From a foreign perspective the Fed’s calling of the ‘all writs act’ into game sounds like a governmental declaration of defeat. Especially when scrutinizing the cases when this weapon of last resort sould be used in “…. the absence of alternative remedies—the act is only applicable when other judicial tools are not available“. Are really all means exhausted? Or is this just a sequel of the last standoff between tech and state?
The forth and back goes on as anticipated, indeed quite entertaining. But the question is no more who blinks first, but who has the most supporters in state and civil society. The Feds did not answer the pivotal question about the alternative remedies, because until today they never were seriously challenged. Due to the rule of law, they are used to have the upper hand since 1776. But does this recipe still work in the 21st century?
A dynamic equilibrium always needs to be adjusted, permanently. This is valid for all societies, predominantly democracies. The 21st century seems to become the century of the civil society and the citizens are the heroes of history, of their own history. Sorry government, today the balance leans more in the direction of the citizens.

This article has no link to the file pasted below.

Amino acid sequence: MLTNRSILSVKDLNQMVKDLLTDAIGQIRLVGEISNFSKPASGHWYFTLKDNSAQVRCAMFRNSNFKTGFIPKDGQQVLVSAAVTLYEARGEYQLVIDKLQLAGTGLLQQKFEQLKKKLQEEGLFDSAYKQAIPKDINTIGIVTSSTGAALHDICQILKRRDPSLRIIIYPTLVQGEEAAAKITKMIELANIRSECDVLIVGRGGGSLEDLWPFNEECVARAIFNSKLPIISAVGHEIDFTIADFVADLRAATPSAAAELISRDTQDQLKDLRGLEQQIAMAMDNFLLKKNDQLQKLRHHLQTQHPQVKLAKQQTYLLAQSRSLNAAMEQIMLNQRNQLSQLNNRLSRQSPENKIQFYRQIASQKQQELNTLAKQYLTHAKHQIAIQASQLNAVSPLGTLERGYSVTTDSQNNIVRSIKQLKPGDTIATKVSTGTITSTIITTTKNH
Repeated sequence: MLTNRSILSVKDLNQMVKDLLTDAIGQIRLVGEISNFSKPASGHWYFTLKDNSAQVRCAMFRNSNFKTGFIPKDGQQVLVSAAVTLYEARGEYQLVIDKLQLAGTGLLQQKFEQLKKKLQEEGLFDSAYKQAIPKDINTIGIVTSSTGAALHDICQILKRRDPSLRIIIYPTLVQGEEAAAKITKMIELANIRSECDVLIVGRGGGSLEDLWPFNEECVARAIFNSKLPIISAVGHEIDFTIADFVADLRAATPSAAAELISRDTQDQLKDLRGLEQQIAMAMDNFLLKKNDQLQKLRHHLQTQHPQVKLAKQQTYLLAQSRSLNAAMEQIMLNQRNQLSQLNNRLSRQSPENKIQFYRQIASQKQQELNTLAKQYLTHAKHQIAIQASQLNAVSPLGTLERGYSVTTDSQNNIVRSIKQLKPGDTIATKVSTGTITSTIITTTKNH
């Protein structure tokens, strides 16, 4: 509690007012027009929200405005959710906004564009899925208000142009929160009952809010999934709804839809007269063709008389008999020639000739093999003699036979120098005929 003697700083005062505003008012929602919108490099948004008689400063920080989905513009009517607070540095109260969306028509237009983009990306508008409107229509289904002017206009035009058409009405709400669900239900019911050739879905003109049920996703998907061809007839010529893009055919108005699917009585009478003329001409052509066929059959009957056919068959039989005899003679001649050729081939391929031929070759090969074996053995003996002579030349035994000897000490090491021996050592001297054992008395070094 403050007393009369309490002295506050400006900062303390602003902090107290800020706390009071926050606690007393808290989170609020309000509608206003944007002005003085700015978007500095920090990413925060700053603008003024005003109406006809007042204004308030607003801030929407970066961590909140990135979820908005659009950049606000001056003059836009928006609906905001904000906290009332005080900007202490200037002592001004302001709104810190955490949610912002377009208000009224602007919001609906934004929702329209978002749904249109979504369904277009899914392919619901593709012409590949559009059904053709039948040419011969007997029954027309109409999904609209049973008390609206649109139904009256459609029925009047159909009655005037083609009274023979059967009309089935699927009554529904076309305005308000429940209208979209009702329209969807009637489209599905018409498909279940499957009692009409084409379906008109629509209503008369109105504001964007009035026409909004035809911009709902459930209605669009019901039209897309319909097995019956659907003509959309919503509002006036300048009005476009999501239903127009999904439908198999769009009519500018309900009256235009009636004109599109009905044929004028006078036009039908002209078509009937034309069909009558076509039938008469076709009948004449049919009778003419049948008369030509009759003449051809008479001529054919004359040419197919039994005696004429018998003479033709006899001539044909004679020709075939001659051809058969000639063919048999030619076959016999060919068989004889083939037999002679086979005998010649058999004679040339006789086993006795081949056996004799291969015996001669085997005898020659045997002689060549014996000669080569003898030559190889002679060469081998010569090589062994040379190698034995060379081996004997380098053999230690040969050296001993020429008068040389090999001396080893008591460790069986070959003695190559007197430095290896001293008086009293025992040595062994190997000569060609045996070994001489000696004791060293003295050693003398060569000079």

Though it looks like a stalemate, an argument without winners, the show is not over yet. As in a movie drama, the participants must show muscles, determination, grim faces to convince us, the audience, how seriously they are about their position. Some participants in the political circus yet demand for a compromise. But there is no compromise needed, just a joint will to solve the task collaboratively. The tech community is savvy enough to develop sophisticated tools to give the governmental agencies means to do their job adequately while preserving privacy as well.